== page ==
Date of Award

2012

Degree Type

Dissertation

Degree Name

Doctor of Philosophy (PhD)

Graduate Group

Cell & Molecular Biology

First Advisor

Edward E. Morrisey

Abstract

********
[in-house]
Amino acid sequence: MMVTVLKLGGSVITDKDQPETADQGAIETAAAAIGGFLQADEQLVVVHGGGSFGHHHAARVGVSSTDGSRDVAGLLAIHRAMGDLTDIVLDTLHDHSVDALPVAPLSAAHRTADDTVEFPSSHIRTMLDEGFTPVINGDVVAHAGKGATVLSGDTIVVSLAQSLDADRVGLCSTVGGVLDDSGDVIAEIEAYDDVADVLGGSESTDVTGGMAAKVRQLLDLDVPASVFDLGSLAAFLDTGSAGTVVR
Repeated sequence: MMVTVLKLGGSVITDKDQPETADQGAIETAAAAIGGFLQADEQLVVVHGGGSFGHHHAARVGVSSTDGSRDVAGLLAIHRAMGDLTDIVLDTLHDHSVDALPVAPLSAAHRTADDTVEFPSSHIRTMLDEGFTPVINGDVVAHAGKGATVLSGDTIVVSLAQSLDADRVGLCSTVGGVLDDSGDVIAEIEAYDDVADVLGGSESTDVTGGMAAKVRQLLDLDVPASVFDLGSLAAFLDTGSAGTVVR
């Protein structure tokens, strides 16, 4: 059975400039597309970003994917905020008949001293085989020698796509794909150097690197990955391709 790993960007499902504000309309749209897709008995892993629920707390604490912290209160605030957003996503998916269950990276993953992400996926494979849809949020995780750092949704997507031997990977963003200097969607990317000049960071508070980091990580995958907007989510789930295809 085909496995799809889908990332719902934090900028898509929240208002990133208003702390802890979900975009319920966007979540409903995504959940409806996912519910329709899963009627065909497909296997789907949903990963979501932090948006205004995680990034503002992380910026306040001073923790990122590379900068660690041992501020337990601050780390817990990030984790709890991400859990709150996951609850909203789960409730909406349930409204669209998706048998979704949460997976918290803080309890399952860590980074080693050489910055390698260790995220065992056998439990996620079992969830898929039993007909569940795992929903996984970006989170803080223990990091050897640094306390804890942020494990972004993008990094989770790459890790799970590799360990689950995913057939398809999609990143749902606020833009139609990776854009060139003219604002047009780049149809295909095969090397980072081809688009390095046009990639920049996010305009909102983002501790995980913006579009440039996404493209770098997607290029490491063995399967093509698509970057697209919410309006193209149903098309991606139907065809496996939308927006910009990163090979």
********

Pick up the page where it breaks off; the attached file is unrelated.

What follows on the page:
The development of a complex organ, such as the lung, relies upon precisely controlled temporal and spatial expression patterns of signaling pathways for proper specification and differentiation of the cell types required to build a lung. While progress has been made in dissecting the network of signaling pathways and the integration of their positive and negative feedback mechanisms, there is still much to discover. For example, the Wnt signaling pathway is required for lung specification and growth, but a combinatorial role for Wnt ligands has not been investigated. In this dissertation, I combine mouse genetic models and in vitro and ex vivo lung culture assays, to determine a cooperative role for Wnt2 and Wnt7b in the developing lung. This body of work reveals the requirement of cooperative signaling between Wnt2 and Wnt7b for smooth muscle development and proximal to distal patterning of the lung. Additional findings reveal a role for the Pdgf pathway and homeobox genes in potentiating this cooperation. In total, these findings elucidate how strong bursts of Wnt signaling activity are spatially and temporally controlled to affect specific cell populations of the developing lung.

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